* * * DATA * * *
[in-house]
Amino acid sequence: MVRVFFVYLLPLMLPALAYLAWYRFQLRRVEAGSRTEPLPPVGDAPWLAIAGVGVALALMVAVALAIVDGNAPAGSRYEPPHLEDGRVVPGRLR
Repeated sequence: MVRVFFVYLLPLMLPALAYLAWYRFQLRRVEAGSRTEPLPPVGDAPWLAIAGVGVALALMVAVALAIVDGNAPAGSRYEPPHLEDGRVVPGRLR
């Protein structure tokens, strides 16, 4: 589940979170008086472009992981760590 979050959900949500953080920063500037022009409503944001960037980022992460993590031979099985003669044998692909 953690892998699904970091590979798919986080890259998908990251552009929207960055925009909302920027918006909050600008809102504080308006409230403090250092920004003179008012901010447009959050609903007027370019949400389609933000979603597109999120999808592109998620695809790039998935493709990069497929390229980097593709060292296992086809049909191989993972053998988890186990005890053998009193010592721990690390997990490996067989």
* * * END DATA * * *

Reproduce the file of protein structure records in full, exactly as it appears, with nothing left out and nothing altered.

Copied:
[in-house]
Amino acid sequence: MVRVFFVYLLPLMLPALAYLAWYRFQLRRVEAGSRTEPLPPVGDAPWLAIAGVGVALALMVAVALAIVDGNAPAGSRYEPPHLEDGRVVPGRLR
Repeated sequence: MVRVFFVYLLPLMLPALAYLAWYRFQLRRVEAGSRTEPLPPVGDAPWLAIAGVGVALALMVAVALAIVDGNAPAGSRYEPPHLEDGRVVPGRLR
């Protein structure tokens, strides 16, 4: 589940979170008086472009992981760590 979050959900949500953080920063500037022009409503944001960037980022992460993590031979099985003669044998692909 953690892998699904970091590979798919986080890259998908990251552009929207960055925009909302920027918006909050600008809102504080308006409230403090250092920004003179008012901010447009959050609903007027370019949400389609933000979603597109999120999808592109998620695809790039998935493709990069497929390229980097593709060292296992086809049909191989993972053998988890186990005890053998009193010592721990690390997990490996067989």